In 2018, the Legislature considered a bill to expand access to medical marijuana (S-10), edible forms of marijuana would be legalized for adult medical use; patients enrolled in New Jersey's medical marijuana program could possess up to 3 ounces (an increase from two ounces); and the permitting process for medical marijuana dispensaries, manufacturers, and cultivators would be expedited.[23] The bill would have allowed physician assistants and advanced practice registered nurses to prescribe medical marijuana to patients.[24]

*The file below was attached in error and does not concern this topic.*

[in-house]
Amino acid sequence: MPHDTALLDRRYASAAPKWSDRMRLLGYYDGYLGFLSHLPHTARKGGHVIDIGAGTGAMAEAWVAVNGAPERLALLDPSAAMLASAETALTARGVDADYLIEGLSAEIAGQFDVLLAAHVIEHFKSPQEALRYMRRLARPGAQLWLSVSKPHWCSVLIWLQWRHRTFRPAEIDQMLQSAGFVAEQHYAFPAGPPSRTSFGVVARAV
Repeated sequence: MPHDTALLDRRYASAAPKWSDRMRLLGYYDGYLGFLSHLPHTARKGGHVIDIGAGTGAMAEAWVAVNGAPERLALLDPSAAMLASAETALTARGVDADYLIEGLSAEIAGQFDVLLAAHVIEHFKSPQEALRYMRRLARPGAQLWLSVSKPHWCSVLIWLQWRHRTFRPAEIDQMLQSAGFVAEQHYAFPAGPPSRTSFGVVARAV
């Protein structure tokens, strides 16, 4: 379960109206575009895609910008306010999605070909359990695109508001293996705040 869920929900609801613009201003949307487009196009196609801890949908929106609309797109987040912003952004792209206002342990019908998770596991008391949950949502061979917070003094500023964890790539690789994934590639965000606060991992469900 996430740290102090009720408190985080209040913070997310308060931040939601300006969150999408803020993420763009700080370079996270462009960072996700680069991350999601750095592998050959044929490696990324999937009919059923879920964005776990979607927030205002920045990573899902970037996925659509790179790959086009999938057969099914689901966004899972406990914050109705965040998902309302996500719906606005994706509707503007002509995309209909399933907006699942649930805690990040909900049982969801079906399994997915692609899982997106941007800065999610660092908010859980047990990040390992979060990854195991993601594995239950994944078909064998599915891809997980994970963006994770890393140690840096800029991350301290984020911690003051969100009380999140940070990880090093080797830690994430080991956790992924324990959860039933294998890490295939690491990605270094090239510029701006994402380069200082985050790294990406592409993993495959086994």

Ultimately, a separate medical marijuana expansion measure, the Jake Honig Compassionate Use Medical Cannabis Act, passed the legislature and was signed into law by Governor Phil Murphy in July 2019. The legislation greatly expanded the number of slots for medical cannabis providers; created a Cannabis Regulatory Commission, which took over supervision of the medical cannabis program from the state Health Department; made it easier to patients to obtain medical cannabis by reducing the required frequency of medical eligibility verifications from four times a year to once a year; allowed patients to purchase more cannabis at any given point (increasing the limit from 2 ounces to 3 ounces for 18 months, with limitations to be thereafter determined by the Cannabis Regulatory Commission, and with no limit for terminally ill patients); authorized nursing homes and hospice centers to obtain cannabis from dispensaries on behalf of patients; and allowed medical cannabis patients from outside New Jersey to buy medicine while visiting New Jersey for up to six months.[25] The legislation and subsequent amendments also phased out the state sales tax levied on purchased of medical cannabis by registered patients at dispensaries, while allowing municipalities to levy a local transfer tax of up to 2%, which no municipality has chosen to do.[26]